PATC’s 90th Anniversary Hike #6: Jarman Gap and Turk Mountain
Distance: 9.8 miles

Total ascents: 1500 feet
Getting there: From the capital area, take I-66 west and US 29 south to Ruckersville, VA. Go right (west) on route US 33 to the Swift Run Gap entrance to Shenandoah National Park. Proceed south on Skyline Drive to Jarman Gap parking lot just past MP 96.
Fees: $25 per carload for a 7-day pass; 7-day pass for those who hike or bike in is $10; $50 annual pass

The Trail
Miles
0.0 From the southeast side of the parking lot follow Bucks Elbow Road away from Skyline Drive.
[Jarman Gap was originally named Wood’s Gap for Michael Woods, the first settler in the Blue Ridge Mountains of Albemarle County who established the 2,000 acre “Mountain Plains” estate in 1737. Wood’s Gap was the primary east-west transit path for crossing the Blue Ridge throughout the colonial era, eventually linking Richmond at the fall line of the James River to Staunton in the Shenandoah Valley. Thomas Jarman bought the land about 1800 and the gap underwent an eponymous name change.] 0.1 Go left at the intersection with the AT as Bucks Elbow Road continues straight to Bucks Elbow Mountain [On October 30, 1959, Piedmont Airlines Flight 349, a Douglas DC-3, crashed on Bucks Elbow Mountain, killing the crew of three and all but one of its twenty-four passengers. The sole survivor, Ernest P. "Phil" Bradley, was seriously injured and lay on the ground near the wreckage, still strapped in his seat].
0.3 Spring and camping area on the right as AT continues downhill to the left.
0.4 Go right on yellow-blazed South Fork Moormans River Road as the AT goes straight. To the left the road continues back to Jarman Gap. [Myron Avery, the first president of the PATC and indefatigable trail-blazer was advised by Dr. Halstead Hedges to follow the existing access road (now the Moorman River Road). Originally known as the “Three Notched Road” for its use of three hash marks to indicate the route, it traversed the Blue Ridge at Jarman Gap. Dr. Hedges was a physician in Albemarle County who had surveyed the area in the course of his travels to treat mountain families. He provided his trail notes to Avery for the initial scouting hike in 1930].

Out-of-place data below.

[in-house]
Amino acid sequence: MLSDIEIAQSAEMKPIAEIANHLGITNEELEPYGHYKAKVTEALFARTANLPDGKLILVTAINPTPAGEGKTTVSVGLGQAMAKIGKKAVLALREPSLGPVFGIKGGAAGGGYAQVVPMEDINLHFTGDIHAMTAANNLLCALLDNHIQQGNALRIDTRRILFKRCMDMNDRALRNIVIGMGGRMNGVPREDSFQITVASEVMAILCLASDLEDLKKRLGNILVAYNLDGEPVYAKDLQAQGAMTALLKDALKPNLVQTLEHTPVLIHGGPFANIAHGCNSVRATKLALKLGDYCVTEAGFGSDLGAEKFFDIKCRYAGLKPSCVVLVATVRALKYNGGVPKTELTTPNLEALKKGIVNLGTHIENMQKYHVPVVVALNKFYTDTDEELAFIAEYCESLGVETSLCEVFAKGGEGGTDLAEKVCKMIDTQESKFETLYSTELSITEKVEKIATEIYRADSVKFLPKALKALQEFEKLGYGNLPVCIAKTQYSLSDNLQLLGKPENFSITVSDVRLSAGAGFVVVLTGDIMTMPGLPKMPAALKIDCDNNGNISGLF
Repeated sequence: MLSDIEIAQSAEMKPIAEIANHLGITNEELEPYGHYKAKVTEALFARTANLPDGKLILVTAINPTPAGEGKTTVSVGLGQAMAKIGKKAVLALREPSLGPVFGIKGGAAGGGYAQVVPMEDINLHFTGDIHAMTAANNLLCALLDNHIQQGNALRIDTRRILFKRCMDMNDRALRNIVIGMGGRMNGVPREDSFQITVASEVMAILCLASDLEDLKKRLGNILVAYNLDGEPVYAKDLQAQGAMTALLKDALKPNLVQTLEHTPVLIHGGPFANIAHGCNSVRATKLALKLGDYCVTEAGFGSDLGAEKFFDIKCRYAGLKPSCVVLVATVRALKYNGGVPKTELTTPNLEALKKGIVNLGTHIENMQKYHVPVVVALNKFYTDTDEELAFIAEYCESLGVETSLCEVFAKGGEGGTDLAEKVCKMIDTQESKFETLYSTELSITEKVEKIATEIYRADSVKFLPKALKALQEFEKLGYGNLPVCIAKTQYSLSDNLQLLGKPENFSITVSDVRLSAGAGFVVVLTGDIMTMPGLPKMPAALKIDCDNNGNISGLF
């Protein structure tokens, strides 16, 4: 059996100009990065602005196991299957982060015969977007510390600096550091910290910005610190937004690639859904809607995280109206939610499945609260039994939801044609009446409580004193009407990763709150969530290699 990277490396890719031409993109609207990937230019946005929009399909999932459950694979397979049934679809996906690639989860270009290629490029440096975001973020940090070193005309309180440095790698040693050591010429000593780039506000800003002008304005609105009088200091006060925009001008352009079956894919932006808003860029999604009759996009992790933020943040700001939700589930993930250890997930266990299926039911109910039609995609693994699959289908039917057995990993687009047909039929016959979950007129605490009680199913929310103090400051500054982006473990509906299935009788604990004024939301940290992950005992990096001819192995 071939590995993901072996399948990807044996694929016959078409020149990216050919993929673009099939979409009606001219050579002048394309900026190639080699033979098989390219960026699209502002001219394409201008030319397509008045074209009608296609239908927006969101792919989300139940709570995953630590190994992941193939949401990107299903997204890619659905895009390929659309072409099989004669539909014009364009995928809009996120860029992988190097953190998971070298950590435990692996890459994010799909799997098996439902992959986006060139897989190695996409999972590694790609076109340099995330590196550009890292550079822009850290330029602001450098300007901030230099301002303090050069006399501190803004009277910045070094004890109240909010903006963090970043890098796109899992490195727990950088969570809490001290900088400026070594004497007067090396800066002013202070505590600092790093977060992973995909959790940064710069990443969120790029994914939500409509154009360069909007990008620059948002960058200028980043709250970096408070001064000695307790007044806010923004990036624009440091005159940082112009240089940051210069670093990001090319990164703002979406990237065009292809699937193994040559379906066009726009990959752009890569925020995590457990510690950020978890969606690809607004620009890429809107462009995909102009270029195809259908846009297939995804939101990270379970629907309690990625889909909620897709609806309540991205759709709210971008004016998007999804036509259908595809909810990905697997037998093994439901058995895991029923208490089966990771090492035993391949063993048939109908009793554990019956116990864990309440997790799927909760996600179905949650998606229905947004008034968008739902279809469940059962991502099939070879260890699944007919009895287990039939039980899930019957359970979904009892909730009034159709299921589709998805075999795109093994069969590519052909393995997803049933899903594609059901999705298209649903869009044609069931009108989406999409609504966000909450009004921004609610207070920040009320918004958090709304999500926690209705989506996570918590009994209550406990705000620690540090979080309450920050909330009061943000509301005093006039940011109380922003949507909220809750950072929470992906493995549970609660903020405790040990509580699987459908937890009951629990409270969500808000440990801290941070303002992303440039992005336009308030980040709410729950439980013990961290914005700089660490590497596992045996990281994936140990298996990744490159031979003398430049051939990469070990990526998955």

0.5 Cross the upper reaches of the South Fork of Moormans River.
1.3 Cross over a culvert for a tributary to Moormans River and shortly cross over again as the road extends along a raised berm on the east side of the river.
1.7 Cross a wet area with poor drainage and shortly cross the South Fork of Moormans River.
1.9 Cross Turk Branch as it drains into Moormans River and shortly go left at the intersection with the Turk Branch Trail as the South Fork Moormans River Road goes straight. [Avery and his hiking companion Myron Glaser went straight here blazing the original AT as the road continues to Charlottesville Reservoir where the trail follows the North Fork of Moormans River Trail to rejoin the current AT near Blackrock Gap 7 miles to the north].
2.3 Cross to the south side of Turk Branch and shortly cross back to the north side
4.2 Turn sharply right to parallel Skyline Drive which is visible ahead.
4.5 Reach Turk Gap parking area and the intersection with the AT which goes north straight ahead. Cross Skyline Drive to the AT trail access and turn left going south. [The Blackrock area is 7 miles to the north on the AT. Named for the black lichens that cover the rocks, it served as the hiding place for the Virginia archives and great seal during the occupation of Richmond by the British forces of General Cornwallis during the waning days of the Revolutionary War. Governor Thomas Jefferson had entrusted them to his good friend Bernis Brown, who owned thousands of acres just east of what is now known as Browns Gap.]